Very bad news: alveolar rhabdomyosarcoma
It was 2013 and I was 16. I had a very abnormal swelling on my leg that wouldn’t go away and was getting bigger and bigger. I eventually got a referral to see a specialist. I had a biopsy, an X-ray and an MRI scan. I got told very quickly that there was something very worrying going on and I was sent to see an oncologist.
I was given the very bad news that I had alveolar rhabdomyosarcoma, a rare type of soft tissue cancer. They needed to find out quickly if it had spread. I had a bone marrow biopsy, a bone scan, a CT scan and many blood tests. They found it hadn’t spread and was localised to the ankle bone area in my right foot.
They inserted a Hickman line for my chemotherapy regime. I was given Ifosfamide, Vincristine and Dactinimycin which involved two nights as an inpatient, followed by a 30-day break so that my blood count could recover.
The regime was pretty yucky and I threw up a lot. I was very tired for a few days but quickly recovered in each cycle.
I had four cycles of chemotherapy, followed by a below-the-knee amputation.
This was necessary because even though the tumour had shrunk with the chemo, it was wrapped around key nerves in my foot. The surgeon would have had to cut these nerves which would have made my foot useless. So removing the tumour, and having clear margins, was the best decision and meant radiotherapy wouldn’t be needed.
One month after surgery I was walking with my new prosthetic leg. Not long after I was running!
More chemo followed by a clinical trial
I continued with five more cycles of chemotherapy to kill any cancerous material that may be floating around. After this frontline treatment my oncologist offered to put me on a randomised clinical trial of six cycles of daily, low dose, Cyclophosfamide and Vinorelbine.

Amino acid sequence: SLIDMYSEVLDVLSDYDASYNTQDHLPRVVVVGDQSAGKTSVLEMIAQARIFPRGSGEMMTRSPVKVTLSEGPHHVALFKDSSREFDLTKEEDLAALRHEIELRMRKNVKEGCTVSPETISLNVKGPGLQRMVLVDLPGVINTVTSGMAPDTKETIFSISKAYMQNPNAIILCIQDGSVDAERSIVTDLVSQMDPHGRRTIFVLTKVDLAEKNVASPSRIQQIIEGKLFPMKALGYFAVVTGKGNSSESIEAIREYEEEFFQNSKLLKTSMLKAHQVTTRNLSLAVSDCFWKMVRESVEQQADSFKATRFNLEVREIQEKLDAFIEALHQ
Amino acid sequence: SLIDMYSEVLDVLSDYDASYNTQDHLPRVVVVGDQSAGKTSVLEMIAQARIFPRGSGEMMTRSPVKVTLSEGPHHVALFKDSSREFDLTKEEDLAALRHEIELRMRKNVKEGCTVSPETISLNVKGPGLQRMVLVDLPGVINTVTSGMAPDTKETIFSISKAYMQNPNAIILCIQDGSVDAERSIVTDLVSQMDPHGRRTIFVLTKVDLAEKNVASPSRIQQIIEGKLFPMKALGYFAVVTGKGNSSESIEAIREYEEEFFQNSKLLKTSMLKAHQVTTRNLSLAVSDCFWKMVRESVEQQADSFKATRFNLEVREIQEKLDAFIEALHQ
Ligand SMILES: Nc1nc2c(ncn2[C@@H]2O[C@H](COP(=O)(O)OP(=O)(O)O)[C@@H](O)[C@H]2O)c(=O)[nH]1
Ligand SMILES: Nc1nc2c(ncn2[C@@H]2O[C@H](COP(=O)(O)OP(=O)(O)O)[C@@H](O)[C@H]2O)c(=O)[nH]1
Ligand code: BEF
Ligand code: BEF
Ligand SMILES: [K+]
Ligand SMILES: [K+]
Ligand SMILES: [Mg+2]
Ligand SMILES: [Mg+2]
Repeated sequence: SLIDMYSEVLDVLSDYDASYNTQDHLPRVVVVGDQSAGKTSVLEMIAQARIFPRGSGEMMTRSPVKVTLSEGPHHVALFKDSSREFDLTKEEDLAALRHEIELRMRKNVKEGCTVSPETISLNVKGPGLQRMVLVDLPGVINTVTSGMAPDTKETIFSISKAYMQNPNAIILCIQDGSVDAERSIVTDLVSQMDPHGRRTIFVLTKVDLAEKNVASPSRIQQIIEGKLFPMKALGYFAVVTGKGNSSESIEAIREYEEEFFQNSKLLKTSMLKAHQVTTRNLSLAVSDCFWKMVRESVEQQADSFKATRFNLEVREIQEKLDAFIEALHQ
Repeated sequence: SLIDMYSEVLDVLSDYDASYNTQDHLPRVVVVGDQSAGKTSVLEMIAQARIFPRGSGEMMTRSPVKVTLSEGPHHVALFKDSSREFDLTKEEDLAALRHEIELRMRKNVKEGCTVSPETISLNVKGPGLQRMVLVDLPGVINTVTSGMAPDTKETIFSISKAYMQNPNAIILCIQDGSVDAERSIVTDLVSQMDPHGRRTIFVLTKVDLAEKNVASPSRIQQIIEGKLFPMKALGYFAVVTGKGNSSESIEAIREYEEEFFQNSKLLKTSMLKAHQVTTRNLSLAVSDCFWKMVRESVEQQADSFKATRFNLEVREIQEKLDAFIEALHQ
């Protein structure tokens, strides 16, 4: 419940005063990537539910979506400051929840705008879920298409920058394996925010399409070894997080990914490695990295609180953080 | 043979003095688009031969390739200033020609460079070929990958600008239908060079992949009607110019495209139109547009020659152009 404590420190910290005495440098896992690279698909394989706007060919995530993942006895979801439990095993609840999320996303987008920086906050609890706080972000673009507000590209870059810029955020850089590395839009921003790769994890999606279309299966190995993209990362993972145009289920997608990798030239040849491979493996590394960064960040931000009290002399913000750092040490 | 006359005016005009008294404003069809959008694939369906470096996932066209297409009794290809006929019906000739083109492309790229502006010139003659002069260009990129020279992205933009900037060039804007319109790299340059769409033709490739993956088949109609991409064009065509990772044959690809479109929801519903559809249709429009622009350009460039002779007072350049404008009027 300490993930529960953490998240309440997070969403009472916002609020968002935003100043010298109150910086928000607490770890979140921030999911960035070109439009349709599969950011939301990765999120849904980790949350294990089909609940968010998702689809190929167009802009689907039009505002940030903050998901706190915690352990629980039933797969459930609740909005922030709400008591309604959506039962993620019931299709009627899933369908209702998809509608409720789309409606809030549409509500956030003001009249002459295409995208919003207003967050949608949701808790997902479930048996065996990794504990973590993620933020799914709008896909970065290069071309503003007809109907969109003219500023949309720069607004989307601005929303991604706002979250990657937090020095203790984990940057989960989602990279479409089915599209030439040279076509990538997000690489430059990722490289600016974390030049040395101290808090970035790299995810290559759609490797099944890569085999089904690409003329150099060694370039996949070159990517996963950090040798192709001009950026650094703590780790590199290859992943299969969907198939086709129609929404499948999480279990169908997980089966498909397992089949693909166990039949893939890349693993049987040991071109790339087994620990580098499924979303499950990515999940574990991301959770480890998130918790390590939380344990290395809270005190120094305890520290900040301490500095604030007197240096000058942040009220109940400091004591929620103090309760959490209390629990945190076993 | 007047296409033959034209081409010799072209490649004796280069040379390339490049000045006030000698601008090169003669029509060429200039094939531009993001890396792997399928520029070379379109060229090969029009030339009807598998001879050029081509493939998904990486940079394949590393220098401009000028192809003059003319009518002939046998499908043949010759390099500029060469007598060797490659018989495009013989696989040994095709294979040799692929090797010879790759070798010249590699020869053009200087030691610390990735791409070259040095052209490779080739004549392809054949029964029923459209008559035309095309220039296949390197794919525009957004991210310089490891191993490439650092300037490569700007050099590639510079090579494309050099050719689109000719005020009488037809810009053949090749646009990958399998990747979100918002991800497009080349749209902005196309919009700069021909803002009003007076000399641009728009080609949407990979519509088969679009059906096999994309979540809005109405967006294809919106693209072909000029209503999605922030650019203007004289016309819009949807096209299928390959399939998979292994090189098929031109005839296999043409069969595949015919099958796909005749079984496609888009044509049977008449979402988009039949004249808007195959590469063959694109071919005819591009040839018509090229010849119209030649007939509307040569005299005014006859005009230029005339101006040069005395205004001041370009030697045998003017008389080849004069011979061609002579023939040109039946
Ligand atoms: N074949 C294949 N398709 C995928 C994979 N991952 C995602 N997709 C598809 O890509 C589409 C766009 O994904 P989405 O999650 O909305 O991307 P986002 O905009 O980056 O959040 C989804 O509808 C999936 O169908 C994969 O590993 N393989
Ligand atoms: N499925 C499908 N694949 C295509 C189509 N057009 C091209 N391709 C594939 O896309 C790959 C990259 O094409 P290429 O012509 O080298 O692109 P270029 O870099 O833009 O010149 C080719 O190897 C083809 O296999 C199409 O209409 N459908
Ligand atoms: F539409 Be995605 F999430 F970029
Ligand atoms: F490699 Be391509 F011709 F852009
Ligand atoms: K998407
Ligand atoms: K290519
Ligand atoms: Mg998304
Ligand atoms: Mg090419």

This would be once a week, amounting to an additional six months of treatment.
Since my type of cancer is so rare and aggressive and deadly, with only one in a million people being diagnosed, I happily agreed. Clinical trials are randomised to avoid bias – the computer said ‘yes’ to me. I signed my consent and started a month later, after Christmas.
I tolerated the treatment very well – it was a maintenance chemo and I only felt tired on the day I was given Vinorelbine, but I recovered quickly. I had to stop taking the Cyclophosfamide tablets and miss the Vinorelbine a couple of times because of a low blood count.
Infections, treatment and then ‘cancer-free’…
I had a Hickman line infection just after the seventh cycle. I was quickly admitted to hospital because of a temperature spike and was given antibiotics for two weeks. When the trial was completed I had a chest infection and was given Voriconazole antibiotics for two months.
My end-of-treatment tests followed, and I was told that I was cancer-free. My Hickman line was removed and, for the foreseeable future, I just needed three-monthly MRI scans and chest X-rays.
The cancer returns, but localised
One year later, in July 2015, it was confirmed that my cancer was back. A PET scan showed it was really small and localised in my below knee stump. It hadn’t spread anywhere else. I got transferred to one of the best UK adult hospitals where my team consisted of two oncologists and a professor.
I started a new chemotherapy regime of Vincristine, Irinotecan and Temozolomide which involved coming in every day for 10 weekdays, followed by a week’s break. This regime made me really tired and I had several episodes of diarrhoea, despite all the medication they gave for it. I also suffered from neuropathy in my fingers.